Jeffrey Baumgartner

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What's the difference between a good idea and a bad idea?

If you don't know, then read on!

When someone in a company proposes a new idea to management, an informal two step process is often followed – usually unconsciously. The first step is a gut-instinct evaluation. The manager looks at the idea, thinks about it and, if she likes it, instigates the second stage which is asking the idea proposer to write up a business case of some kind.

The problem with this technique is that gut instinct is sometimes wrong, all the more so when considering radical ideas. There is a tendency towards conservatism when considering ideas involving radical change. Moreover, as I have stated before in this newsletter, the best ideas often sound daft at first. When an idea sounds daft, a busy manager is all too likely to reject it out of hand.

Preparing a business case, on the other hand is expensive. It takes valuable staff time from the author as well as the people who review it. Of course blowing a few thousand Euro on a business case is nothing compared to blowing a few million on a failed idea. Nevertheless, we would certainly like to improve the odds of each business case being convincing, particularly if there is also a larger pool of tested ideas from which to build business cases

The most effective means of performing an initial analysis of an idea is a criteria based evaluation. A criteria based evaluation is an one in which you determine a few basic criteria that are essential for ascertaining whether or not an idea is likely to work. You then determine how well the idea meets each criterion.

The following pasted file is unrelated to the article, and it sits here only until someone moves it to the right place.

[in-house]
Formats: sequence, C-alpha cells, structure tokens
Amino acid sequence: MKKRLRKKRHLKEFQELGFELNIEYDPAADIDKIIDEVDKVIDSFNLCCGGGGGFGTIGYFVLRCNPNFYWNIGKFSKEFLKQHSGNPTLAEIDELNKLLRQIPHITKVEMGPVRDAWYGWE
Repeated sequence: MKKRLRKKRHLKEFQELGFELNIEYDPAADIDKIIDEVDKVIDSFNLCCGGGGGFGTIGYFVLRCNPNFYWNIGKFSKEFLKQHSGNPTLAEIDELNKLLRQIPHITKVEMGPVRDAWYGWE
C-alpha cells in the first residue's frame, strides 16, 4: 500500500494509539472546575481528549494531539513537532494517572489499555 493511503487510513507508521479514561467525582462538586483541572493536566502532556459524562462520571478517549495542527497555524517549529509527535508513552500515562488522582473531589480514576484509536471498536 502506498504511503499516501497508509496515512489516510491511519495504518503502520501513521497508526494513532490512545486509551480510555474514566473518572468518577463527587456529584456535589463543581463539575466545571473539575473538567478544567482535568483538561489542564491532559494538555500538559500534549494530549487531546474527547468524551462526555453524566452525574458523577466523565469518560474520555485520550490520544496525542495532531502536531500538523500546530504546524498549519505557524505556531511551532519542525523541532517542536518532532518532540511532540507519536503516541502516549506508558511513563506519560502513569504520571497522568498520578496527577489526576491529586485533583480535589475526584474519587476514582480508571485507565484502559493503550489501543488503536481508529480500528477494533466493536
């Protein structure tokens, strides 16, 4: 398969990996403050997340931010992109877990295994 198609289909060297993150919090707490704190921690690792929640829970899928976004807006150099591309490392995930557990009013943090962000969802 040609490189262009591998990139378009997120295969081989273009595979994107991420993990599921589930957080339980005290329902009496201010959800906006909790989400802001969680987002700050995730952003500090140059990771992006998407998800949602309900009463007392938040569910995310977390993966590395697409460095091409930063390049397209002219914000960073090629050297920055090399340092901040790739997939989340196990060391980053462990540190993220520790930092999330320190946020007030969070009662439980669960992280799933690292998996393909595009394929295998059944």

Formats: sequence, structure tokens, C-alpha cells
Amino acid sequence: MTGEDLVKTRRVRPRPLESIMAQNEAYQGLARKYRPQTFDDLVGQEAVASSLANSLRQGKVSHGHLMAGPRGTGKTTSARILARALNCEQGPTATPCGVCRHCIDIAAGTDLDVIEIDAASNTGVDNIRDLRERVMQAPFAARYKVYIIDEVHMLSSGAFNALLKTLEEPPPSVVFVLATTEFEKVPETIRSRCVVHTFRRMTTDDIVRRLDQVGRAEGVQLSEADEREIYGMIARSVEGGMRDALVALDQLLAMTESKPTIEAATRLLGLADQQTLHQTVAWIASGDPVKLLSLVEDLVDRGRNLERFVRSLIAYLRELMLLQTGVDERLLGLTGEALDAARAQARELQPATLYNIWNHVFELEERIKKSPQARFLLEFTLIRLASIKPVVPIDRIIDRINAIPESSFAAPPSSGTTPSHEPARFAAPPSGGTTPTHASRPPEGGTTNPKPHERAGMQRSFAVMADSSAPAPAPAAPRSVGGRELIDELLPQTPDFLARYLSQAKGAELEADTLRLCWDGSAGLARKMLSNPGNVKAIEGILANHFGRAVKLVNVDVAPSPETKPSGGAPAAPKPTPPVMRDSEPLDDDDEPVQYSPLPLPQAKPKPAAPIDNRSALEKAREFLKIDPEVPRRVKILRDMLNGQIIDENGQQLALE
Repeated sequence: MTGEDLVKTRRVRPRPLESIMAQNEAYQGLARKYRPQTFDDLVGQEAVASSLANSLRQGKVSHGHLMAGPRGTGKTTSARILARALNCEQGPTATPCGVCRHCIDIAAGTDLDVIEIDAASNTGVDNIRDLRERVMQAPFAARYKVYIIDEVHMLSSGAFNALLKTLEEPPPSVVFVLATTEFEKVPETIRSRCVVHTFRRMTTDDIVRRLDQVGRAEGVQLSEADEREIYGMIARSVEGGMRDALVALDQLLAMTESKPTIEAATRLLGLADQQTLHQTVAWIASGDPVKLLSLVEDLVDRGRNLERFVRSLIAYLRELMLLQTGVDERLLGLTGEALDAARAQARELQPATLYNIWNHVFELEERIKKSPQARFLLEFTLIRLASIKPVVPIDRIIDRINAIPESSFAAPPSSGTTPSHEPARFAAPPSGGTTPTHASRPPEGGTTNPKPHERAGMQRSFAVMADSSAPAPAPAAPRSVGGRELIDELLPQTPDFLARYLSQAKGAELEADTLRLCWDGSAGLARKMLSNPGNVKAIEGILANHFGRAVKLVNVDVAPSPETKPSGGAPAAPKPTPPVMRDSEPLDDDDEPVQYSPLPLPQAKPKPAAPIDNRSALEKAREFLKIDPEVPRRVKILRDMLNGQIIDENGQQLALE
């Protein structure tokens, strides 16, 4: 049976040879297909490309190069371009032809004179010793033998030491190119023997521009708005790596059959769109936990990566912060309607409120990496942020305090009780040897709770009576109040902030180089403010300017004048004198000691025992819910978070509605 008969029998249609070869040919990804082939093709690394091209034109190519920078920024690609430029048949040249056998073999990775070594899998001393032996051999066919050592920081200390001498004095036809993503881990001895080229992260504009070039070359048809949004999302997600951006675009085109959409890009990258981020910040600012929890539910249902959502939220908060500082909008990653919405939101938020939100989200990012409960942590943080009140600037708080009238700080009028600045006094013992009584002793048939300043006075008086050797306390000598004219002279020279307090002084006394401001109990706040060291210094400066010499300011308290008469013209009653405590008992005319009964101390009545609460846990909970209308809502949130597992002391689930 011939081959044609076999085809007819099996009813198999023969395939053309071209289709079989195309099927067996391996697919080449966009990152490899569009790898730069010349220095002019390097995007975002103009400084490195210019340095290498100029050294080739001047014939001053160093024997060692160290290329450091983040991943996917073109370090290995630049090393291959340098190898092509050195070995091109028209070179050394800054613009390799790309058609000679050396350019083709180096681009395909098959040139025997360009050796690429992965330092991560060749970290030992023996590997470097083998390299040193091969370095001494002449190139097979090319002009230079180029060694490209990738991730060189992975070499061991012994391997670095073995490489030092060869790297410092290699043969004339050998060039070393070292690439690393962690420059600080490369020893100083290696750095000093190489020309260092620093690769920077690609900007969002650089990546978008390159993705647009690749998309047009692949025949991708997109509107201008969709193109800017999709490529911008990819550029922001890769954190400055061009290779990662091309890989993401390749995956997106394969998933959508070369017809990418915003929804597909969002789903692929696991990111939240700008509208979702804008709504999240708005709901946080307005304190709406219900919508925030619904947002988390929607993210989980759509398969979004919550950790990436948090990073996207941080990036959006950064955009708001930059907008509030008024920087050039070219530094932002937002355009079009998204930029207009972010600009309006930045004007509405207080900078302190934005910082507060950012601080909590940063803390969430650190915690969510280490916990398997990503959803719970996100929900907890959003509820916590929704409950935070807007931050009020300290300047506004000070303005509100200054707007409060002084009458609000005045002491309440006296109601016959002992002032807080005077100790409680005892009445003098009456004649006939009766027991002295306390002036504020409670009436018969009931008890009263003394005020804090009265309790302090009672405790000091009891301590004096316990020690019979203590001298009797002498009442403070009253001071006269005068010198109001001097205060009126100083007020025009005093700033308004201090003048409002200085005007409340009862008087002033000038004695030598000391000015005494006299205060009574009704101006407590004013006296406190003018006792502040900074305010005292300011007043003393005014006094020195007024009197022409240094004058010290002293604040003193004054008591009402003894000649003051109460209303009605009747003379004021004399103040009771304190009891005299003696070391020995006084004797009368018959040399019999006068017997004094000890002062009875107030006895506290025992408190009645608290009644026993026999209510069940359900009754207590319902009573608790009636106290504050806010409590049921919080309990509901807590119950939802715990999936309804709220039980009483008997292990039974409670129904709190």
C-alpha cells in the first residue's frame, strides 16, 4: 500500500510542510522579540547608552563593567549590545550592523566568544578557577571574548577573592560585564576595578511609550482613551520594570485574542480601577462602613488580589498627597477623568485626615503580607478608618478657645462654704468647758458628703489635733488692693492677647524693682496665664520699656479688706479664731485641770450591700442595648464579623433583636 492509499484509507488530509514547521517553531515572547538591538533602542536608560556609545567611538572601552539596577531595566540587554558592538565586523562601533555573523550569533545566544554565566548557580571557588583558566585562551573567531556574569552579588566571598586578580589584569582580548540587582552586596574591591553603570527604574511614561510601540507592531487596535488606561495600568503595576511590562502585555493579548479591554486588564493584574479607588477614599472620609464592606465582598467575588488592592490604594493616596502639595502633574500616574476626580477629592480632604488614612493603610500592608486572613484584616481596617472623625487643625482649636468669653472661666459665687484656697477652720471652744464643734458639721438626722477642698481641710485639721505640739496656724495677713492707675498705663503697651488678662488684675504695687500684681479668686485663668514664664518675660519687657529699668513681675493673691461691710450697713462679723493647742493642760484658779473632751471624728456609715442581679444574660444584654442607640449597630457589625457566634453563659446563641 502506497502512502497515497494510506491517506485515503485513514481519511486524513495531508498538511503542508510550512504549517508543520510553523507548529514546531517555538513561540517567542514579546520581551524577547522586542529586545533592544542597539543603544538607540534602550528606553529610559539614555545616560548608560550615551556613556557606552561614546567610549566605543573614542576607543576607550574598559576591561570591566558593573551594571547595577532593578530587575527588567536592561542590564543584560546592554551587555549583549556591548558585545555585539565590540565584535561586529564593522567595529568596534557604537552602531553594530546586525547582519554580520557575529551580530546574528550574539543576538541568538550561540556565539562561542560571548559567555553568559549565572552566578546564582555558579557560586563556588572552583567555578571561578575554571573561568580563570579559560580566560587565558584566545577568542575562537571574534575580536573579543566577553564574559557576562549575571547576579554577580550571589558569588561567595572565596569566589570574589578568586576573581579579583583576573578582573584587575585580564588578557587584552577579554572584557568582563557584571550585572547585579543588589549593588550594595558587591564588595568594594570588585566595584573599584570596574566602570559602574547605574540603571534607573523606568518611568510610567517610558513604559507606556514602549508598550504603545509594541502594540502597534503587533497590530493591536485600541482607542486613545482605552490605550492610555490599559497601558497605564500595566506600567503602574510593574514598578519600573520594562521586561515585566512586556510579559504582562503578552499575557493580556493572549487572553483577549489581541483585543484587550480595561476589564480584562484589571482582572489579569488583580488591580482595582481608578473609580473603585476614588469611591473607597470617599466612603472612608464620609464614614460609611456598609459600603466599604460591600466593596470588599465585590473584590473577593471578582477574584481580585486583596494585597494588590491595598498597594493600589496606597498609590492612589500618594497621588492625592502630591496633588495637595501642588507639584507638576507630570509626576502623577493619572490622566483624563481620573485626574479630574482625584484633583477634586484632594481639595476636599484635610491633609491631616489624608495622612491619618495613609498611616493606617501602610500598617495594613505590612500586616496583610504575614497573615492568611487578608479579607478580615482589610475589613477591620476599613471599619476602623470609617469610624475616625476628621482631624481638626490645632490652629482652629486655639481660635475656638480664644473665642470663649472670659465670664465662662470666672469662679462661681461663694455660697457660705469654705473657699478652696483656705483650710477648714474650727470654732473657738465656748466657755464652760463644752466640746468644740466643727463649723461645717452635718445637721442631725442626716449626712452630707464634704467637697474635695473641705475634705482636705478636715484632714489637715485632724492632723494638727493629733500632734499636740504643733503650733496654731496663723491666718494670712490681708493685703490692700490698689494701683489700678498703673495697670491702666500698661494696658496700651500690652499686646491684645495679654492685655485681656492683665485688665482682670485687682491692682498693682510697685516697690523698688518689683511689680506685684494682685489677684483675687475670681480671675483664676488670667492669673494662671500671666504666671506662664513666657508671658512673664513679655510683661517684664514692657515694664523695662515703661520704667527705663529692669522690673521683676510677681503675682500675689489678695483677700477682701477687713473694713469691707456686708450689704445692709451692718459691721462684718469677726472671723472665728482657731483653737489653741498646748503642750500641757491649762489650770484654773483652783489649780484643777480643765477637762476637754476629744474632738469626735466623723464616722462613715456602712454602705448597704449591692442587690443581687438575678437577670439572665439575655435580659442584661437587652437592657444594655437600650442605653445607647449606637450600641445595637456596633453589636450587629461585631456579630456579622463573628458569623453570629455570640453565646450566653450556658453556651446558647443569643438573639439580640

For example, if you are evaluating an idea for a new product, you would probably want to consider criteria such as:

And so on. Clearly, you could complete such an initial evaluation of a product idea in just minutes

We like to use a 5x5 criteria system for evaluating ideas. We determine five criteria and rate the idea against each criteria on a scale of zero to five. Zero points means the idea does not meet the criteria at all, while five points means the idea completely meets the criteria. Multiply the total number of points the idea receives by four and the result is a score out of 100 possible points, which is easy to analyse.

In fact, we improve accuracy by allowing some criteria to have higher weightings than others in order to represent their importance. We also allow several people to evaluate an idea, thus providing an even more accurate evaluation.

Our 5x5 criteria based evaluation model has been used on all our creativity products since version one of BrainStormer in 1997. Today, all our web applications use the same core evaluation programme which includes a number of features such as variable weighting adjustment, multiple expert evaluations of an idea (Jenni idea management), comparison evaluation of multiple ideas against a single criteria-set (Sylvia web brainstorming and ideasCampaign), dynamic report generation and more.

The result, according to clients, has been lightening fast, yet accurate evaluations of ideas.

Just for fun, we have a simple evaluation tool you can play with (free) at

Based on an article (by Jeffrey Baumgartner) published in Report103, 20 July 2004 issue

© 2004 Jeffrey Baumgartner


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Jeffrey Baumgartner
Bwiti bvba

Erps-Kwerps (near Leuven & Brussels) Belgium




My other web projects

My other web projects 100s of articles, videos and cartoons on creativity - possibly useful things I have learned over the years. reflections on international living and travel. - paintings, drawings, photographs and cartoons by Jeffrey